Going against the grain with some confirmation bias
There is something very much amiss in using the term “first generation” when discussing production of liquid biofuels, ethanol and biodiesel. It sounds almost derogatory and patronising, as if fermentation and press extraction are un- or underdeveloped and, by implication, inefficient technologies.
The term only seems to apply when a food or feed crop is the feedstock. Strange, as fermentation of cellulosic derived sugars to ethanol is, well, still fermentation. That these pathways have been around ever since mankind stumbled upon how to brew beer, press and ferment grapes and distil spirits is beside the point. Neither are really first-generation but rather 2.0 at least. Some of the first internal combustion engines used biofuels; Nicholas Otto’s “Ottocycle” in the 1860s used ethanol and Rudolf Diesel’s diesel engine in the early 1900s ran on peanut oil. And a vision Henry Ford had for his oft-quoted ”any colour you want as long as it is black” model T-Ford was that every owner would produce his own “moonshine” to run the car on by fermenting scraps from the table and garden.
Figures from the European Renewable Ethanol (ePURE) “State of the Industry Report 2014” show that fuel ethanol production and consumption in the European Union (EU) has grown steadily since 2003 and globally the region is currently the third largest producer. A key driver for this growth has been the EU 2020 target to have at least 10 percent renewables in transportation, a policy driven market. Incidentally the latest Eurostat numbers, for 2013, show that Sweden is the only Member State (MS) to already have achieved all its EU2020 targets, including transportation, seven years ahead of schedule. Even when taking into account the volumes of administratively double-counted biofuels. For ethanol the EU target translates into an estimated 14 billion litre per annum market given the gasoline-fuelled vehicle fleet. With 6.7 billion litres produced in 2013 the EU remains though a modest global producer compared to the US (51 billion litres) and Brazil (23.5 billion litres), despite a total consumption of 7.9 billion litres and a total production capacity of 8.8 billion litres. The lion’s share of this installed capacity, around 7 billion litres, is by fermentation of a dedicated crop feedstock.
The ePURE report also reveals that the EU ethanol industry used 7.83 million tonnes of grains and 1.5 million tonnes of sugar as feedstock in 2013, 93 percent of which originated in the EU. Big numbers it seems, but does it mean farmers are switching from food to feed grains so that I can tear 2 km down the street to the supermarket in my E85 flexi-fuel guzzler to buy flour and oatmeal at inflated prices? Hardly. According to the EU Cereal Balance 2013/2014, a mere 2 percent of the grain grown in the EU was used to produce fuel ethanol. 98 percent was used for other purposes and 1 percent, over 3.5 million tonnes, was apparently “lost”. Whilst European-made ethanol results in additional demand for agricultural crops, this has not resulted in more land being used but was achieved through increased agricultural productivity. Only 0.7 percent of the available agricultural land was required to grow the feedstock for EU fuel ethanol production 2013, less than the acreage of unused farmland in Romania alone.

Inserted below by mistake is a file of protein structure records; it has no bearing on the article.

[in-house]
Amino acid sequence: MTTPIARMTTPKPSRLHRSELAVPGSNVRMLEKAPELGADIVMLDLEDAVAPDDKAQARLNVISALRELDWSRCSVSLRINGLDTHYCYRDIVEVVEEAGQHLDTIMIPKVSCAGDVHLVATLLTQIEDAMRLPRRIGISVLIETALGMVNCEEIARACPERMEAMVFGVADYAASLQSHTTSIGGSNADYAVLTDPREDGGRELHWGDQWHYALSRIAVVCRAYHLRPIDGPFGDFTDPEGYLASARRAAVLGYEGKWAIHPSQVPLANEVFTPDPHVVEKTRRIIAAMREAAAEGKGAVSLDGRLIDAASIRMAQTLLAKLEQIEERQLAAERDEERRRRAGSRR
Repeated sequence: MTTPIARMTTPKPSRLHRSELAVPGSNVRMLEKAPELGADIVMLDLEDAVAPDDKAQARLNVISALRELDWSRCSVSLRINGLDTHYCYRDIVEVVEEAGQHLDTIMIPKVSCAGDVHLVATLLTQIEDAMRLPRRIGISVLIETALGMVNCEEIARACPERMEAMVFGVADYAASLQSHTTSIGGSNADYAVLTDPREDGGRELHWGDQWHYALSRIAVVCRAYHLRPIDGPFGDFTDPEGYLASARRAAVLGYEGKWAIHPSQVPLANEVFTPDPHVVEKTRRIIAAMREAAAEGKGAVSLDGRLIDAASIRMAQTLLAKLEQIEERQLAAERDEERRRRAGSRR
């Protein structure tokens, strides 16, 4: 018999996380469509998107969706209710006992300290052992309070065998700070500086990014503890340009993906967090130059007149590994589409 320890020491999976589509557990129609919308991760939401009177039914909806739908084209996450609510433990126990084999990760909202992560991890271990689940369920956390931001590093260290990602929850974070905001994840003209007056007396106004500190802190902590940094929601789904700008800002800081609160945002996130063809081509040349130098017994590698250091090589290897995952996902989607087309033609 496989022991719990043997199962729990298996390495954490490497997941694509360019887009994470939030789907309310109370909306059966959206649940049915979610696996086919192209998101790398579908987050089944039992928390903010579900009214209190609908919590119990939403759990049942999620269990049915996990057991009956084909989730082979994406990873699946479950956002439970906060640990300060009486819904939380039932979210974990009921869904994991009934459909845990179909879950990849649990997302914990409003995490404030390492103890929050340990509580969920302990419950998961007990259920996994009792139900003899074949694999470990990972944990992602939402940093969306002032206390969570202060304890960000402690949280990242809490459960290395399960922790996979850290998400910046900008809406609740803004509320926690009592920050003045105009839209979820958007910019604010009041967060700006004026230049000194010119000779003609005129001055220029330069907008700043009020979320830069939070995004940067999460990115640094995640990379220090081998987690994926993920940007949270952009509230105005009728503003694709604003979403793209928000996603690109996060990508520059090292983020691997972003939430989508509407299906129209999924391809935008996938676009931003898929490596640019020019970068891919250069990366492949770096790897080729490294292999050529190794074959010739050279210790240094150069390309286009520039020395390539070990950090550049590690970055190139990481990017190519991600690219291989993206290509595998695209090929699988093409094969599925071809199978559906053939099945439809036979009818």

Then there is the other half of my beef, so to speak. A direct co-product of so-called ”first-gen” biofuel plants is protein for animal and fish feed. According to the aptly named report ”Fueling the Nation, Feeding the World: The Role of the U.S. Ethanol Industry in Food and Feed Production” published by the Renewable Fuels Association (RFA), the annual volume of animal feed produced by the US ethanol industry has grown by a factor of eight over the last decade. In the 2013/14 marketing year the industry produced an estimated 39.2 million tonnes of animal feed. This was more than the total amount of grain consumed by all of the beef cattle in American feedlots. Put into 1/4-pounder burger terms the feed produced would be enough to produce nearly 50 billion 1/4-pounder hamburger patties, or seven patties for every person on the planet.
Perish the dietary thought, it’s not bad for a ”first-gen” tech and explains the evangelical mood at the RFA ”going global” ethanol conference. A stark contrast to the ”iLUC but I can’t see the field for all the wavy corn growing in it” in Brussels. It is worth remembering that for all the billions of tonnes of finite crude oil that have been extracted, refined into transportation or heating fuel thus far, not 1 gram of edible protein has been produced as a direct co-product. What kind of ”gen” is that?
Some vegetable oils have transitioned the other way, like that high-priced virgin cold pressed rapeseed oil in your kitchen. It started off as an industrial vegetable oil unfit for human consumption on account of its high content of the toxic erucic acid until some 30 years ago when new “canola” (Canadian oil, low acid) varieties came about. That begs a European centric ”what if” thought; what if oil palm with all its benefits and productivity had been able to grow in northern Europe making the EU the top producer in the world? I wonder.